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Niranjan Kaushik

Yikes. I've to write about myself.

I am a writer. And I hate writing. It scares me. Like a Japanese horror movie.

But I write and continue to write for the same reason that I continue to watch horror films by directors with names like Hideo Nakata. They scare me shitless, but I watch them. I write, for the same reason. I love fear.

But let that be. Let me tell you who I am. It is far less scary than the grudge or the ring.

I am an advertising professional. I am a writer, a brand strategist, a creative consultant, a poet, and well, an obsessive-sunglasses-wearer. I own 18 pairs. Yes, that's a little cuckoo, I will submit.

I started writing when I was very young. I wrote to express myself, and often got reprimanded severely by my parents for it. Because I chose to write on the walls of our home. With Camlin Crayons.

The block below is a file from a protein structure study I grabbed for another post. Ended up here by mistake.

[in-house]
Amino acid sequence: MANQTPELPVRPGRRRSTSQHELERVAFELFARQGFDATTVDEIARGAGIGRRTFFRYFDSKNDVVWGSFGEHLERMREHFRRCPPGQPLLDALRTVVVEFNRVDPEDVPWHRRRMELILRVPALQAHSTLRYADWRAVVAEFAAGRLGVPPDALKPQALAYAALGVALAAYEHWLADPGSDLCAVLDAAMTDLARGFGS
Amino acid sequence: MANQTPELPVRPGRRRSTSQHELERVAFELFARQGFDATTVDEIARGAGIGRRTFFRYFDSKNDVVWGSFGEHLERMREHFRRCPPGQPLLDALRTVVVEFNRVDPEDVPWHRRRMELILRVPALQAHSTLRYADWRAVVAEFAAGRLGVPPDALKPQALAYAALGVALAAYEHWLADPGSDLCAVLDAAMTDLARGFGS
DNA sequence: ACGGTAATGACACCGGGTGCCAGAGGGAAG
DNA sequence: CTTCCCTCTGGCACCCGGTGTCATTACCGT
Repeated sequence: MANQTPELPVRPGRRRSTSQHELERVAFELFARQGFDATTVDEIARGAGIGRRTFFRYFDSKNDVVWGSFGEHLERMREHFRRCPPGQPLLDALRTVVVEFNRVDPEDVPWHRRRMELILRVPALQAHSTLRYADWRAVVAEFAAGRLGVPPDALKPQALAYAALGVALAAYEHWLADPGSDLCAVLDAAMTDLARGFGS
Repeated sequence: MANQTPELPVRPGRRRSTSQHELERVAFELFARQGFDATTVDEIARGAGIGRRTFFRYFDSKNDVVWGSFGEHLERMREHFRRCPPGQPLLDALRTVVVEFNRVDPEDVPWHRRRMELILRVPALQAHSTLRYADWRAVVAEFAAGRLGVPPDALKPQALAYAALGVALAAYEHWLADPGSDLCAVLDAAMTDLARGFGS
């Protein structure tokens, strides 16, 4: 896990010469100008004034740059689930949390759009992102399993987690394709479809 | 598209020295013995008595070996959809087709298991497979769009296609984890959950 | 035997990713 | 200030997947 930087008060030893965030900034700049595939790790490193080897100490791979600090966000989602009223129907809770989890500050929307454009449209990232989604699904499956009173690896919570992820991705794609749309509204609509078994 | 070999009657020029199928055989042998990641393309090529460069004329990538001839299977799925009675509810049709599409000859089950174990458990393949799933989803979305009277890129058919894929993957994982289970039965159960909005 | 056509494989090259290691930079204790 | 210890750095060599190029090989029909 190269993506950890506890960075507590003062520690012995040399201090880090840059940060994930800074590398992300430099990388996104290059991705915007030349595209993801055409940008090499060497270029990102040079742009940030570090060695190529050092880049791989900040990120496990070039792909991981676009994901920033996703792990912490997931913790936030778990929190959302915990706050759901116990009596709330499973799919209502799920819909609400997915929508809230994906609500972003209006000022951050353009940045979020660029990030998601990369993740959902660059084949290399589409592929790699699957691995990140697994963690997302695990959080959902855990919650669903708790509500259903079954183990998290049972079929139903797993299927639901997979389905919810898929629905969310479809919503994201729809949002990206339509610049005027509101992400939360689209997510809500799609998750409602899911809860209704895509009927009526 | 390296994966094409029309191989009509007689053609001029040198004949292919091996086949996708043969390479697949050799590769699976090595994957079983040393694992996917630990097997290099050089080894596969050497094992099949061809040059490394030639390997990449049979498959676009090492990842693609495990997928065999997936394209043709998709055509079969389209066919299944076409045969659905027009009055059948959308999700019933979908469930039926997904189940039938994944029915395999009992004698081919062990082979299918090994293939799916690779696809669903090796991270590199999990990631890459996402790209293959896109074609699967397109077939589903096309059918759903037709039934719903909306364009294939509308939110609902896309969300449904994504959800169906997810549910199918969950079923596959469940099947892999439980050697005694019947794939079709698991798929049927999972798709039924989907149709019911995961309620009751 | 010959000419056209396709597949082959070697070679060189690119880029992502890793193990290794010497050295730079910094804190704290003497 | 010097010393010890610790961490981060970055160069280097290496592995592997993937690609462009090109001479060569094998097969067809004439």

It carried on. I wrote and wrote through a very meaningless journey through college that taught me only one thing: Jim Morrison. No, two things. Marijuana and Jim Morrison. Which is not bad for a college, actually.

I eventually became a journalist, did about 18 months as a reporter and a feature writer, and soon got disillusioned with journalism. All of a sudden. Just like that.

And then I chose to be the writer that most writers detest. A copywriter.

I have done time (close to two decades now) in prestigious agencies like Ogilvy Bombay, Batey Singapore, Contract Bombay and McCann Bombay. Then, in January 2011, I started a little boutique agency called Acid, which I presently run from Bombay.

I also consult as a Regional ECD for Ogilvy, Africa, a gig that takes me to the blessed continent every now and then. God bless their bars, God bless their gin.

Also, occasionally, when I see a script I like, I direct it. Yes, I'm also a filmmaker. Elsewhere on this site, you will see some incriminating evidence of those endeavours too.

That's it, I guess. Fear of writing strikes again. I am off to watch a Japanese movie about a scarecrow in Kyoto that casts evil spells on people who walk past its shadow.